The author generated this image using Stable Diffusion, an AI art generator. At the time of writing this piece, this art cannot be copyrighted and is not owned by anyone.   A note on the use of the word Jihad: Frank Herbert’s Dune novels use the word Jihad to mean a holy war. This is an erroneous translation that diminishes the breadth of situations the word applies to.  For accuracy, this article also uses the word Jihad in the places where Herbert used the word, with the understanding that the word has been removed from its original religious meaning.   In Frank Herbert’s Dune, it is a vital fact that computers, as we understand them, do not exist. Instead, humans called Mentats are trained to do the work of calculators themselves. This distrust of machine intelligence stems from an event known as the Butlarian Jihad, an apparent revolt in the distant past in which machines were destroyed altogether. The distrust of artificial intelligence and the veneration of the human mind have become first principles in the far future setting of Dune. While the specifics of the Jihad are kept extremely vague in the six books Herbert wrote himself, a couple [read more]

Should Animal-Human Hybrids be Patentable?

(Source)   From the Greek Minotaur to Japanese mermaids, or Ningyo, people across the world have been fascinated with human-animal hybrids for centuries. In more recent years, scientists have tried to make hybrids, previously considered impossible, into a reality. These real, but controversial, hybrids are not yet like the ones in movies. Usually, the scientists’ objective is to introduce human cells into a non-human organism, ensure the cells’ survival, and foster their growth inside the host animal. With each year that passes, scientists get closer and closer to the possibility of a more “humanized” hybrid. While this is still some time away, scientists created a human-monkey chimera that was viable for 20 days in 2021. Even if we never reach humanized hybrids, many people in the science community would consider even the most simplistic human-animal hybrids to be at least a moral dilemma and at most a clear ethical violation. The legal community specifically has many unanswered questions concerning these hybrids. As with any other technological or scientific advancement, the creators have the possibility to patent their invention. The Patent-Eligibility Doctrine, 35 USC Section 101, states “any new and useful process, machine, manufacture, or composition of matter, or any new [read more]

The Lemon Test: Its Inception, Application, and Death

(Source)   The First Amendment commands that congress “shall make no law respecting an establishment of religion.” Nevertheless, deciding what laws impermissibly establish religion is not an easy task.  Lemon v. Kurtzman, decided in 1971, was a defining moment in First Amendment jurisprudence and became a critical test of Establishment Clause violations for decades. However, the recent Supreme Court decision in Kennedy v. Bremerton School District is being viewed as the official end of the Lemon Test with the Court holding that the test had been “long ago abandoned.” While prior cases implied the growing dislike of Lemon, Kennedy sparked a new debate on the Establishment clause and the Court’s approach in future cases. In Lemon v. Kurtzman, decided in 1971 and written by Chief Justice Burger, the Supreme Court held that Pennsylvania’s and Rhode Island’s laws allowing state funding of certain teachers’ salaries in church-related educational institutes violated the Establishment Clause. These state laws would grant state funding to supplement the salaries of teachers in religious schools who taught secular subjects due to concerns with rising salaries and school costs. The Court held that the laws were unconstitutional and created a three-part test to determine whether laws were permitted [read more]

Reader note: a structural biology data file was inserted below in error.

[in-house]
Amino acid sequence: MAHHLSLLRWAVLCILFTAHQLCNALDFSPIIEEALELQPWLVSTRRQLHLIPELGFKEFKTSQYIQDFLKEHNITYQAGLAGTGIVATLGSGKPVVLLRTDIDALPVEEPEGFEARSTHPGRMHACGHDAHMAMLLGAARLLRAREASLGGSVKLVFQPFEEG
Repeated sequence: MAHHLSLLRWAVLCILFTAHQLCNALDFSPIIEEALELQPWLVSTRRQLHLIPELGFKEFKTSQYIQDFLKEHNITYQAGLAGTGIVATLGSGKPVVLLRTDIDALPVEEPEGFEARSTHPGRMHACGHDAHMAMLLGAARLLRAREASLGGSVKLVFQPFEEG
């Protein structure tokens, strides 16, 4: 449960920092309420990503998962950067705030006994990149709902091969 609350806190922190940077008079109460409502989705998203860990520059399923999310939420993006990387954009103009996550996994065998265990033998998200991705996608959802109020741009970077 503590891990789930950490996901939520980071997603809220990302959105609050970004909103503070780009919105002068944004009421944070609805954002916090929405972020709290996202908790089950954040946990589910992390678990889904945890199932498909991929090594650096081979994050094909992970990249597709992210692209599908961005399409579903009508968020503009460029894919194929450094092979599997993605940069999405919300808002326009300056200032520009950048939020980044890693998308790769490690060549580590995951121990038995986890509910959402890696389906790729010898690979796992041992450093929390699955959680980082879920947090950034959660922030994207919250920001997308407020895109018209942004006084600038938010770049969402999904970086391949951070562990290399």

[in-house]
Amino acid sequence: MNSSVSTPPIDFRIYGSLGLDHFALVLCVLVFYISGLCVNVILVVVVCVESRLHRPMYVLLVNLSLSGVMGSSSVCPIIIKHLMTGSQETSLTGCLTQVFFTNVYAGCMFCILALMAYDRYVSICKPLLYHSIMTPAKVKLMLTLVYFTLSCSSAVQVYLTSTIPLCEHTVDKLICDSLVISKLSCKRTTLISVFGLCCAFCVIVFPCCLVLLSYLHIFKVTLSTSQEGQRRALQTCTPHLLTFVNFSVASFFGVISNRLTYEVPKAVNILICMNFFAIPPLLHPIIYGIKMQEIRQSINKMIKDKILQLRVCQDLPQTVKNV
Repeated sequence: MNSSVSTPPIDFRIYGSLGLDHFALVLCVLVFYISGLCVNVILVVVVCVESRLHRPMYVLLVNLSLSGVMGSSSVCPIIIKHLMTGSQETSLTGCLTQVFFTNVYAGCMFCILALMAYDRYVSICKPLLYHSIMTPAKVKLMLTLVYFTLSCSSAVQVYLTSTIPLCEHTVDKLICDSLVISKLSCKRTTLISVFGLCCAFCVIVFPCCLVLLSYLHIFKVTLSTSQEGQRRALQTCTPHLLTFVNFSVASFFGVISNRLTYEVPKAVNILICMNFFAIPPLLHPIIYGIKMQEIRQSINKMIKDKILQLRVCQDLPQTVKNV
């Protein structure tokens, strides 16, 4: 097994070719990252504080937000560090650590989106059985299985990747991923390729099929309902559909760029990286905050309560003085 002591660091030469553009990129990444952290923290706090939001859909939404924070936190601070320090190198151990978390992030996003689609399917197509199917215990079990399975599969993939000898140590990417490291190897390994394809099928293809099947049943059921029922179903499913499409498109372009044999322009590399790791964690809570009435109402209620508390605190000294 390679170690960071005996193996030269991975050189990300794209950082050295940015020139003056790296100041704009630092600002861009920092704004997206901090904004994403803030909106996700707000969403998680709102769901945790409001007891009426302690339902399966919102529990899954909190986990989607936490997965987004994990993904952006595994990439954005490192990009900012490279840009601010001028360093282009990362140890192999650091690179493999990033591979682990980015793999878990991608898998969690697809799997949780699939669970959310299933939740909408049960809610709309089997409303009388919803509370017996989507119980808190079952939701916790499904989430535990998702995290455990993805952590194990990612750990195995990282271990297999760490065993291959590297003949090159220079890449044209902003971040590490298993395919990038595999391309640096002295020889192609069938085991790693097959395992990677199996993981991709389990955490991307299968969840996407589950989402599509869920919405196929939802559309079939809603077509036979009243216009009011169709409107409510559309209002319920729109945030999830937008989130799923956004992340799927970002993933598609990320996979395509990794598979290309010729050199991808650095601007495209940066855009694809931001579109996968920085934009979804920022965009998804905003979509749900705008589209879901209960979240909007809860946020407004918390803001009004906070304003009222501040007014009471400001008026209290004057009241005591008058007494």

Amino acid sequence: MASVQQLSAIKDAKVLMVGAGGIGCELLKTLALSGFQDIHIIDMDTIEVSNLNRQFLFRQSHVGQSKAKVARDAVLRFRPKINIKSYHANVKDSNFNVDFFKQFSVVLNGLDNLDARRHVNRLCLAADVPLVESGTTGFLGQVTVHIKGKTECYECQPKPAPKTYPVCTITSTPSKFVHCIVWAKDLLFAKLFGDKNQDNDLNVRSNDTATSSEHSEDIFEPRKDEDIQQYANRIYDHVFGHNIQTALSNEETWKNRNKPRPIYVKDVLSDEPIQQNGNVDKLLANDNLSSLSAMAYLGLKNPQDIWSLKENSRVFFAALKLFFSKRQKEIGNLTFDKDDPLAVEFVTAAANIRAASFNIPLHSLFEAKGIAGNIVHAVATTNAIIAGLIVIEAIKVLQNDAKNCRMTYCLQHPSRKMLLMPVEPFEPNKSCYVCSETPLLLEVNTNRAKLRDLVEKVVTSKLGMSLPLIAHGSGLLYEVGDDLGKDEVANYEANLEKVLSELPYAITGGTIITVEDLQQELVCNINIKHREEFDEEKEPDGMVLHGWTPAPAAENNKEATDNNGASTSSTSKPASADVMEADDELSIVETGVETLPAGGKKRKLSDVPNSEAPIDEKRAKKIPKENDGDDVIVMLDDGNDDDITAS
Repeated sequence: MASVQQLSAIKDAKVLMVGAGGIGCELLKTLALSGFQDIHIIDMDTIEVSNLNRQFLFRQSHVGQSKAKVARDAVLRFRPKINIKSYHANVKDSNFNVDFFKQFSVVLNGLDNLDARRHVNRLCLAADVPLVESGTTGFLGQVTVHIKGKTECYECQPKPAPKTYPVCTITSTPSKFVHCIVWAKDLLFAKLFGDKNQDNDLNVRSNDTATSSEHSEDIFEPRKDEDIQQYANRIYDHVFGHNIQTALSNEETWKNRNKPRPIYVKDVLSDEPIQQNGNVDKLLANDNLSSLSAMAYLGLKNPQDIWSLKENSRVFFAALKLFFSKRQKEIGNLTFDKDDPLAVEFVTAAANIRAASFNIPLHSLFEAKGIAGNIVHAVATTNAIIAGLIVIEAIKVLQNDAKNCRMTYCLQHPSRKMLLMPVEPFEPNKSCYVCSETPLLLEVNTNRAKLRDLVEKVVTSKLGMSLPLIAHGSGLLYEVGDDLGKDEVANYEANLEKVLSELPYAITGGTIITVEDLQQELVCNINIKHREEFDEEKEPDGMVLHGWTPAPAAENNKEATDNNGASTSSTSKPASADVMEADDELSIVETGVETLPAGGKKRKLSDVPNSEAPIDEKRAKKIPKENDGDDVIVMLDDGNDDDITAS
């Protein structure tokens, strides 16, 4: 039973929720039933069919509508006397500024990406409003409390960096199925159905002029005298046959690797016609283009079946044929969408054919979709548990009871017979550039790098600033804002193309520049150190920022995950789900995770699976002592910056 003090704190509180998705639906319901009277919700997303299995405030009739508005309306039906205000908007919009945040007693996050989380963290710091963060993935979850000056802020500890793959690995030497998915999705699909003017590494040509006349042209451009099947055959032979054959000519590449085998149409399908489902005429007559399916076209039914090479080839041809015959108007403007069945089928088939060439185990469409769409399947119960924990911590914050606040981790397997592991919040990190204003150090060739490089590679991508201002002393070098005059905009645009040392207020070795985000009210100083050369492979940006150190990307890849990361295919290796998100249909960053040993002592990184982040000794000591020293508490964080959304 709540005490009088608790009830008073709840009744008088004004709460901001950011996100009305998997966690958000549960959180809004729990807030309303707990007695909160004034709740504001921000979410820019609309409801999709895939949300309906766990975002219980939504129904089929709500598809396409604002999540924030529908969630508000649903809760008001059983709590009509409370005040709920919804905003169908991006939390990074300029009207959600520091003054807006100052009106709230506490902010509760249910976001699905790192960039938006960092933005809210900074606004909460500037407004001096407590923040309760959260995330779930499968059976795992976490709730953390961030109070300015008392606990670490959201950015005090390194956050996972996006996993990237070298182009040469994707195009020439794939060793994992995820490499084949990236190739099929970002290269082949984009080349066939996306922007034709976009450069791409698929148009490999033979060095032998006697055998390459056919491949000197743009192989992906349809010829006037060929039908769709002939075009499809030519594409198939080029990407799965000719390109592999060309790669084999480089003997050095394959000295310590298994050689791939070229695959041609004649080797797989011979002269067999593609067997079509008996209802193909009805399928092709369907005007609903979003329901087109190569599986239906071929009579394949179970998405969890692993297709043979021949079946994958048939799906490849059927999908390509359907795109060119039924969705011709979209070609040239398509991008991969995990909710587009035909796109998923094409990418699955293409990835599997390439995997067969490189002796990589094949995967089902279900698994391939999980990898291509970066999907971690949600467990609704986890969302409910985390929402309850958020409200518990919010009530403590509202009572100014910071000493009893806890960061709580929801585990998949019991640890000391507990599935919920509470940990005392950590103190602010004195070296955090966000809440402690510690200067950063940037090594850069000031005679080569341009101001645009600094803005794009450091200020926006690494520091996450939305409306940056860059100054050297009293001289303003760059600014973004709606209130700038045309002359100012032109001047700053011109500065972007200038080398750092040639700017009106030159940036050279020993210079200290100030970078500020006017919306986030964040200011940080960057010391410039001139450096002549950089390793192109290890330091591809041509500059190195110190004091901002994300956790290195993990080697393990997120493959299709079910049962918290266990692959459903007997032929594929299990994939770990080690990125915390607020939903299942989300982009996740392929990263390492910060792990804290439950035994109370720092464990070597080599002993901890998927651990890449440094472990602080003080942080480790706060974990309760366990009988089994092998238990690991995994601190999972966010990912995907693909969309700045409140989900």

ABA Resolution 100 and a Lawyer’s Duty to Investigate

(Source)   In what has been described as a breath-taking reform, the American Bar Association (ABA) amended their Model Rules in August of this year and imposed an unprecedented duty on lawyers to investigate their clients before and during representation. To fully understand this change, we will consider the former rules and pressure for reform, the ABA’s Formal Opinion in 2020, and their recent changes in ABA Resolution 100. The ABA produces the Model Rules of Professional Conduct for lawyer’s conduct. Although the rules themselves are not directly binding on lawyers, states use these model rules as a basis for their own mandatory ethic rules and will often rely on ABA material, like formal opinions, in interpreting their own laws. Currently, under Model Rule 1.2(d) a lawyer “shall not counsel a client to engage, or assist a client, in conduct that the lawyer knows is criminal or fraudulent.” As this rule only prohibits assistance when the lawyer knows that conduct is a crime or fraud, there has traditionally been no requirement to investigate into the clients’ affairs to assess their legality. Past corporate scandals have led to concerns over lawyers’ complicity in client crimes. However, recent concerns are more focused [read more]